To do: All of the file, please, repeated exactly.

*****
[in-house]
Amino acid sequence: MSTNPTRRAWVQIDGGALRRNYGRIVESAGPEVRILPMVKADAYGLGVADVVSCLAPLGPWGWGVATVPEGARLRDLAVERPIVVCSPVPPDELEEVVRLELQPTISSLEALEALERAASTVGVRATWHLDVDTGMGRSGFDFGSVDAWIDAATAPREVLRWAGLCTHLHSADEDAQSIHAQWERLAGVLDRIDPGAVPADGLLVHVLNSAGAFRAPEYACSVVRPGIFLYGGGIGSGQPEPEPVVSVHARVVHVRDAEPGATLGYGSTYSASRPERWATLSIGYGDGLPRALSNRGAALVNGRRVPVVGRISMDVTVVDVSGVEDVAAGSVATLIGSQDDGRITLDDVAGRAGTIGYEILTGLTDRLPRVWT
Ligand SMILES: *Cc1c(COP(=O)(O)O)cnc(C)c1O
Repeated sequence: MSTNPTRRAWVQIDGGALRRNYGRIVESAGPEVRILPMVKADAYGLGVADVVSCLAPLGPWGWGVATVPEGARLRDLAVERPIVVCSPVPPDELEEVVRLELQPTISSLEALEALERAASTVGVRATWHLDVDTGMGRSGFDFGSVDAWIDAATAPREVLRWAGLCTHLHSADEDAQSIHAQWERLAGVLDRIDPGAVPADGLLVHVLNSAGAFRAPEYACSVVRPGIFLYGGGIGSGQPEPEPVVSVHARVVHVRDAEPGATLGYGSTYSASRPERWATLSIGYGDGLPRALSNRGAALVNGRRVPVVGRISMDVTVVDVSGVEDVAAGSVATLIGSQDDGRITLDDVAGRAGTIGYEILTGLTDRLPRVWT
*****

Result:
[in-house]
Amino acid sequence: MSTNPTRRAWVQIDGGALRRNYGRIVESAGPEVRILPMVKADAYGLGVADVVSCLAPLGPWGWGVATVPEGARLRDLAVERPIVVCSPVPPDELEEVVRLELQPTISSLEALEALERAASTVGVRATWHLDVDTGMGRSGFDFGSVDAWIDAATAPREVLRWAGLCTHLHSADEDAQSIHAQWERLAGVLDRIDPGAVPADGLLVHVLNSAGAFRAPEYACSVVRPGIFLYGGGIGSGQPEPEPVVSVHARVVHVRDAEPGATLGYGSTYSASRPERWATLSIGYGDGLPRALSNRGAALVNGRRVPVVGRISMDVTVVDVSGVEDVAAGSVATLIGSQDDGRITLDDVAGRAGTIGYEILTGLTDRLPRVWT
Ligand SMILES: *Cc1c(COP(=O)(O)O)cnc(C)c1O
Repeated sequence: MSTNPTRRAWVQIDGGALRRNYGRIVESAGPEVRILPMVKADAYGLGVADVVSCLAPLGPWGWGVATVPEGARLRDLAVERPIVVCSPVPPDELEEVVRLELQPTISSLEALEALERAASTVGVRATWHLDVDTGMGRSGFDFGSVDAWIDAATAPREVLRWAGLCTHLHSADEDAQSIHAQWERLAGVLDRIDPGAVPADGLLVHVLNSAGAFRAPEYACSVVRPGIFLYGGGIGSGQPEPEPVVSVHARVVHVRDAEPGATLGYGSTYSASRPERWATLSIGYGDGLPRALSNRGAALVNGRRVPVVGRISMDVTVVDVSGVEDVAAGSVATLIGSQDDGRITLDDVAGRAGTIGYEILTGLTDRLPRVWT